Hair loss in women is far more common than most people think. It has been reported that as many as one in four women currently suffer from hair loss, but this number may even be far higher in women of African-American descent. In fact, according to findings presented this past month at the American Academy of Dermatology’s annual meeting in Washington, D.C., more than 47% of the nearly 6,000 African-American women surveyed in a recent Boston University study reported having experienced at least some degree of hair loss. Even more startling was the fact that, of those women reporting hair loss, more than 80% had not seen a doctor about it. Women’s hair loss has long been a taboo subject, but at our new Griffin Center for Women’s Hair Loss we are working hard to remove this stigma by providing the latest information and newest treatment options for women everywhere.
The majority of all hair loss that occurs in both men and women is the result of androgenetic alopecia, a genetically acquired follicular sensitivity to specific hormones. While this condition certainly plays a key role in hair loss among black women, some researchers have suggested that additional factors may also contribute significantly. Board-certified dermatologist Dr. Edmond Griffin, founder of The Griffin Center of Hair Restoration and Research, has stated that styling practices such as braiding, weaves and chemical relaxing may also increase the risk of hair loss in African-American women. Extremely tight hair styles can exert a great deal of stress on the hair follicles, eventually pulling the hair strands from their follicular roots. When this happens repeatedly over prolonged periods, the damaged hair follicles are replaced with scar tissue and stop producing new hair entirely. This condition, known as traction alopecia, usually occurs on the front, temples, and back of the scalp, and even though the damage is usually temporary and reversible, it can potentially be permanent if left untreated.
Even more significantly, however, is a form of permanent hair loss called central centrifugal cicatricial alopecia (or CCCA), which appears to be much more prevalent in African-Americans. This form of scarring alopecia, which occurs when inflammation in the scalp permanently destroys the ability of follicles to produce hair, was once called “hot comb alopecia” because it was believed to be the result of using hot combs with petrolatum. While we now understand that these old-fashioned hair treatments, albeit damaging to the hair, are not in themselves the cause of this condition, there is still a great deal of work that needs to be done before the true causes of central centrifugal cicatricial alopecia are fully understood, but the condition may often be treated with prescription topical or oral medication, compound medications specially formulated at The Griffin Center, or even Platelet Rich Plasma therapy, depending on the extent of the inflammation and damage. Hair transplantation surgery may also be an option to correct particularly advanced cases if the patients is a suitable candidate.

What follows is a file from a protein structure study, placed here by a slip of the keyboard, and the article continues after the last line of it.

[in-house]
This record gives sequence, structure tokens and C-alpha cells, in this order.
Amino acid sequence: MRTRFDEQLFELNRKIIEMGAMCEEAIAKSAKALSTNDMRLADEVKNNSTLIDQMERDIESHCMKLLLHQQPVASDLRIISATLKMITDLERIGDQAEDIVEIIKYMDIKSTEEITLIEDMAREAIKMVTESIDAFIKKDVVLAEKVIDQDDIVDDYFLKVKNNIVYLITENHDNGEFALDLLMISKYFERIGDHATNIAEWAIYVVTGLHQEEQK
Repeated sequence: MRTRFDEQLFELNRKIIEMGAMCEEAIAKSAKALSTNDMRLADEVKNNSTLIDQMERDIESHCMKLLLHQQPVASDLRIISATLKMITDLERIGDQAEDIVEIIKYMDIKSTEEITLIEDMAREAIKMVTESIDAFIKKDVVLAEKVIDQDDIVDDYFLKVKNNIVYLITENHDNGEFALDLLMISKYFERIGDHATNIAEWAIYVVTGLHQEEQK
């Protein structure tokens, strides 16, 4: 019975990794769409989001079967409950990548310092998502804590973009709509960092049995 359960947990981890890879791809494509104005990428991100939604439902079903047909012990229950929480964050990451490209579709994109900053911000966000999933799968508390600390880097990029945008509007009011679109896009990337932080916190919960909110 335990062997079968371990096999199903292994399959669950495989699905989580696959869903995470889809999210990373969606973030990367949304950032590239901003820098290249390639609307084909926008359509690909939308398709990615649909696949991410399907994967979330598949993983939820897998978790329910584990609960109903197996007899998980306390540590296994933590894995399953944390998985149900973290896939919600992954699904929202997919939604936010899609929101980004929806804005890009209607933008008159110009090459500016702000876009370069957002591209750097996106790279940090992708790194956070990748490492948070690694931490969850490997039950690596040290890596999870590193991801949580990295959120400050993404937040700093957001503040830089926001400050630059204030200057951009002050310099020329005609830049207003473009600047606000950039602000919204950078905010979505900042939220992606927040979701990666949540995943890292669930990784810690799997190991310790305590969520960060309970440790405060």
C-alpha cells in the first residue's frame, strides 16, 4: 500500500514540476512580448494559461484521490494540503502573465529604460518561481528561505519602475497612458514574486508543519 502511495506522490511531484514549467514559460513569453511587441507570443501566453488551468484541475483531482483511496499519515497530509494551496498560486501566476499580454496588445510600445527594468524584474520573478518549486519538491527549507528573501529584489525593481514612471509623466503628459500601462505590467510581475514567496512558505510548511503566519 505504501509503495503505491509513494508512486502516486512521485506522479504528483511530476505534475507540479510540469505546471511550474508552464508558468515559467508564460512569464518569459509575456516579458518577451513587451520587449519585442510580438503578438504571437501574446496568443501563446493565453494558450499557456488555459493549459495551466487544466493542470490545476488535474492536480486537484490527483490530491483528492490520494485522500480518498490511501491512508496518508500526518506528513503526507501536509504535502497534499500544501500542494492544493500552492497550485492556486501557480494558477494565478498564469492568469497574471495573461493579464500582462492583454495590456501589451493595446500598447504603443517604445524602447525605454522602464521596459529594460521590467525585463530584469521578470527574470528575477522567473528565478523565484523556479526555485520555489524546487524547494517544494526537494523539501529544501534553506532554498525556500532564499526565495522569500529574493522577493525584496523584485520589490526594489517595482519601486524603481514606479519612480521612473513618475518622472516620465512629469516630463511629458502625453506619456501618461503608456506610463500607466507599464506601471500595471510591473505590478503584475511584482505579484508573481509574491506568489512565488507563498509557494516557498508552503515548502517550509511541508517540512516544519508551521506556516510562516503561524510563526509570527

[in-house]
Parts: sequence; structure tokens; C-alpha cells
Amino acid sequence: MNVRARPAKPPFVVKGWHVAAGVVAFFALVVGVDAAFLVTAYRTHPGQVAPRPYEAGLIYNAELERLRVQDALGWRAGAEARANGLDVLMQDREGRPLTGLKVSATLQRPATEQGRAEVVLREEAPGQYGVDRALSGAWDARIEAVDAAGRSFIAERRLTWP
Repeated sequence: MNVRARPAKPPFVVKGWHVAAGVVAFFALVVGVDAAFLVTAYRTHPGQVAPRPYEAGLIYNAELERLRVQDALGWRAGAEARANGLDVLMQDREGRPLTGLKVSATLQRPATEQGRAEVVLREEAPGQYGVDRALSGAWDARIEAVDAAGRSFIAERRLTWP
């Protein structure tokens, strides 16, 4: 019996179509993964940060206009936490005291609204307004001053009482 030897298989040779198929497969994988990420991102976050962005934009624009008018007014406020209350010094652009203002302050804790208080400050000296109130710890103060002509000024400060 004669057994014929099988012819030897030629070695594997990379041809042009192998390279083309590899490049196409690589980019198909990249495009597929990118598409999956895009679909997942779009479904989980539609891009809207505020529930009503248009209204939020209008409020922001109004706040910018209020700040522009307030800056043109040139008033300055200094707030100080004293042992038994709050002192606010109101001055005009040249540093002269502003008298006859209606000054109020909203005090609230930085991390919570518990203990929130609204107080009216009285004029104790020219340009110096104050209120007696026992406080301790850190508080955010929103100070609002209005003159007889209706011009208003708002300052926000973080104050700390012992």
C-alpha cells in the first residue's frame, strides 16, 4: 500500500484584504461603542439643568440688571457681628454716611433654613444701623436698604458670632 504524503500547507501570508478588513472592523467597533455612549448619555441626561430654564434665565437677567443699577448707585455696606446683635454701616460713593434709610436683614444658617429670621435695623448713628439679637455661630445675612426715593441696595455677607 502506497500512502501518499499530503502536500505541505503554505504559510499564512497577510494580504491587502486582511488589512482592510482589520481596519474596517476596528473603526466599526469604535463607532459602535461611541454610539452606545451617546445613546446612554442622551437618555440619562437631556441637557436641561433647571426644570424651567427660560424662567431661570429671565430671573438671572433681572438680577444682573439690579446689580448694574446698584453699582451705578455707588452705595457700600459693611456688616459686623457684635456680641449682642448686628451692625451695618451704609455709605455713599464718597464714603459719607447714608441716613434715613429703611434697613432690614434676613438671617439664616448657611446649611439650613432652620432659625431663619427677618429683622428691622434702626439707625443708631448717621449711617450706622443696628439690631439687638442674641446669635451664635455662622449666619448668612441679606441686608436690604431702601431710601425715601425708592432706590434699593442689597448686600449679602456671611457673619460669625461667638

At The Griffin Center of Hair Restoration and Research, we are constantly striving to find new and effective treatments for all of the many forms of hair loss, and are committed to working closely with each individual patient in order to fully diagnose their specific form of hair loss. We believe that only by fully diagnosing the causes of hair loss can the best possible treatment options be determined. If you have questions about your individual hair loss and what form of treatment would be best for you, please contact Dr. Edmond Griffin or Dr. Ashley Curtis to schedule a hair loss consultation. Follow us on Facebook, Twitter, and Google+ to get the latest news in hair restoration and research.